English clubs moot cross-hemisphere comp

Talks 'ongoing', says SANZAR

GEORGINA ROBINSON
Last updated 12:51 18/02/2013
Toby Flood
Getty Images
PINNACLE OF EUROPE: Toby Flood in action for Leicester Tigers during the Heineken Cup clash against Ospreys.

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Australia remains open to a cross-hemisphere competition between Super Rugby teams and English Premiership sides despite the plan's many challenges, ARU boss Bill Pulver says.

Speculation about a new competition involving the top SANZAR Super teams and best English sides has heated up following England's unhappiness over the Heineken Cup format.

London's Telegraph newspaper reported on Sunday that representatives from England's Aviva Premiership competition had held discussions with Super Rugby clubs about the possibility of creating a new competition to replace the Premiership's involvement in the Heineken Cup.

The agreement that holds together the tournament, which features the top teams from England, France, Italy, Scotland, Ireland and Wales, is up for renewal at the end of the 2013-2014 season.

England appear to be using the threat of creating a splinter tournament to ensure their gripes are addressed.

Among the alternatives is a competition involving the Super Rugby sides, one based on an Anglo-French partnership, or an expanded domestic competition with Wales.

There is also thought to be some interest from Argentina, who now play in the Rugby Championship, in setting up satellite clubs based in Spain.

The biggest hurdle for the cross-hemisphere plan is timing. The southern season, from the Super Rugby pre-season to the Wallabies' traditional end-of-year tour, leaves little space on the calendar for a tournament that will likely involve travel, while the northern teams would face a similar dilemma.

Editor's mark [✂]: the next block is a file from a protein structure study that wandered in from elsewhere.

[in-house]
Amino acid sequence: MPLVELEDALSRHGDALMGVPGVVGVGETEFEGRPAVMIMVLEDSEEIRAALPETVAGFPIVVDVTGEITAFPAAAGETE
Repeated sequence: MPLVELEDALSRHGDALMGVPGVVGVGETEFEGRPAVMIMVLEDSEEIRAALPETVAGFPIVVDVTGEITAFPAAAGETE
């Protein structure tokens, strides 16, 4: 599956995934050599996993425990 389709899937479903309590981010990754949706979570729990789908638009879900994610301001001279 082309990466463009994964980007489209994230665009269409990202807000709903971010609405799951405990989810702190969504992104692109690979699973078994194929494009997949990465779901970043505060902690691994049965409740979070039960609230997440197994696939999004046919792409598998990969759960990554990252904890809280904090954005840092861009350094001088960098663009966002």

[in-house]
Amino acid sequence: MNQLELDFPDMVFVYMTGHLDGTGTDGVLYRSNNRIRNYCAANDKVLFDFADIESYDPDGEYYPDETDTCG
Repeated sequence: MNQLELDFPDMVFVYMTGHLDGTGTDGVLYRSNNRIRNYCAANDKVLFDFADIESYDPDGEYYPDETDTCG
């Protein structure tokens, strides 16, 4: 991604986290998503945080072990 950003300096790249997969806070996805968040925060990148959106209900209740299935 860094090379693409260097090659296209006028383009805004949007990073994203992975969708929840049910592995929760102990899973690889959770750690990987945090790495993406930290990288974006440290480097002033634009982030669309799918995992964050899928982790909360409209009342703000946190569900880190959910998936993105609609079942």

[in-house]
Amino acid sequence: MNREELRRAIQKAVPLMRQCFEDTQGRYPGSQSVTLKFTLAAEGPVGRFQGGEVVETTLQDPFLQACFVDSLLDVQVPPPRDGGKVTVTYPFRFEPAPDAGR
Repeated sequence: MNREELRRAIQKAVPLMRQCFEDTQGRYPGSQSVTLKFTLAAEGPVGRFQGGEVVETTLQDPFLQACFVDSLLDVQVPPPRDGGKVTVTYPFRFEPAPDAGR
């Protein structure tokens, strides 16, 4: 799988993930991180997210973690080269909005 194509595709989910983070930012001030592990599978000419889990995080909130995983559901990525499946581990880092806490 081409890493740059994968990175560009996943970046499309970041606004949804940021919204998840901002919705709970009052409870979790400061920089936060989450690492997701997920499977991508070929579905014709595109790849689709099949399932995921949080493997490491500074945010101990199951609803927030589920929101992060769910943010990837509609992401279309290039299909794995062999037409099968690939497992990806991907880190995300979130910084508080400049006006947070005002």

SANZAR chief executive Greg Peters said discussions were ongoing between the bodies but had not reached a formal stage.

''It would be attractive to north and south from both a commercial and fans' perspective,'' Peters said.

But the cost and logistical hurdles in the way of a cross-hemisphere tournament are significant.

''There is no formal dialogue taking place, and while there has always been that aspiration to have something that decides who is the champion club in the world, it has always been frustrated by the number of weeks in the year and the availability of players,'' he said.

But ARU boss Pulver left the door open, saying he would support anything ''in the interests of the further development of the game''.

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''I had my first SANZAR meeting last week, and there's a strategic planning process in place which is looking at options for the future development at the Super Rugby level,'' he said.

''Obviously since Argentina joined the Rugby Championship there's some likely interest there, but there's a few different models they're developing.''

- Sydney Morning Herald

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